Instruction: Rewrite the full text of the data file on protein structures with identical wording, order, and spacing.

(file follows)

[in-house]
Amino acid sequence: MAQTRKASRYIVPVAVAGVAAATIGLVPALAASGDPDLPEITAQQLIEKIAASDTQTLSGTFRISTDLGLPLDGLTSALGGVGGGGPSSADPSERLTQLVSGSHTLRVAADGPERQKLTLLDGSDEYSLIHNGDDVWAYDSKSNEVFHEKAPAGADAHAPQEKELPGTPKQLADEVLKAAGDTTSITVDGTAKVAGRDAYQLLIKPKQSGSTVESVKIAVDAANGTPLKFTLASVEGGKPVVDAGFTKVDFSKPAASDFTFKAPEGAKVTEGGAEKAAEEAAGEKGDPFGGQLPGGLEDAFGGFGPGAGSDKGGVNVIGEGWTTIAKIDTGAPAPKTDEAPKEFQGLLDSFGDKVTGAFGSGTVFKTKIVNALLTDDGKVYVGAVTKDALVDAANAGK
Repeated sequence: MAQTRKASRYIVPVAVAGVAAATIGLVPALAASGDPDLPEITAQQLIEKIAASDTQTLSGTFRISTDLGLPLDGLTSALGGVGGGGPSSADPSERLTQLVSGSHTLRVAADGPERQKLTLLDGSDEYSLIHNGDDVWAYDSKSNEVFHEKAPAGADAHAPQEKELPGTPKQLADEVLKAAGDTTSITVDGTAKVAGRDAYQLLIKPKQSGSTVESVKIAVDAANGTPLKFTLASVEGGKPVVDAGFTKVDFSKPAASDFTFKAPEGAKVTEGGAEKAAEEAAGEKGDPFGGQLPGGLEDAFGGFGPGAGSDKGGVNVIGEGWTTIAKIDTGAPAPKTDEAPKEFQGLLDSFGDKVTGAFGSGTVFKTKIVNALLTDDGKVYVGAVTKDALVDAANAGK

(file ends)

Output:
[in-house]
Amino acid sequence: MAQTRKASRYIVPVAVAGVAAATIGLVPALAASGDPDLPEITAQQLIEKIAASDTQTLSGTFRISTDLGLPLDGLTSALGGVGGGGPSSADPSERLTQLVSGSHTLRVAADGPERQKLTLLDGSDEYSLIHNGDDVWAYDSKSNEVFHEKAPAGADAHAPQEKELPGTPKQLADEVLKAAGDTTSITVDGTAKVAGRDAYQLLIKPKQSGSTVESVKIAVDAANGTPLKFTLASVEGGKPVVDAGFTKVDFSKPAASDFTFKAPEGAKVTEGGAEKAAEEAAGEKGDPFGGQLPGGLEDAFGGFGPGAGSDKGGVNVIGEGWTTIAKIDTGAPAPKTDEAPKEFQGLLDSFGDKVTGAFGSGTVFKTKIVNALLTDDGKVYVGAVTKDALVDAANAGK
Repeated sequence: MAQTRKASRYIVPVAVAGVAAATIGLVPALAASGDPDLPEITAQQLIEKIAASDTQTLSGTFRISTDLGLPLDGLTSALGGVGGGGPSSADPSERLTQLVSGSHTLRVAADGPERQKLTLLDGSDEYSLIHNGDDVWAYDSKSNEVFHEKAPAGADAHAPQEKELPGTPKQLADEVLKAAGDTTSITVDGTAKVAGRDAYQLLIKPKQSGSTVESVKIAVDAANGTPLKFTLASVEGGKPVVDAGFTKVDFSKPAASDFTFKAPEGAKVTEGGAEKAAEEAAGEKGDPFGGQLPGGLEDAFGGFGPGAGSDKGGVNVIGEGWTTIAKIDTGAPAPKTDEAPKEFQGLLDSFGDKVTGAFGSGTVFKTKIVNALLTDDGKVYVGAVTKDALVDAANAGK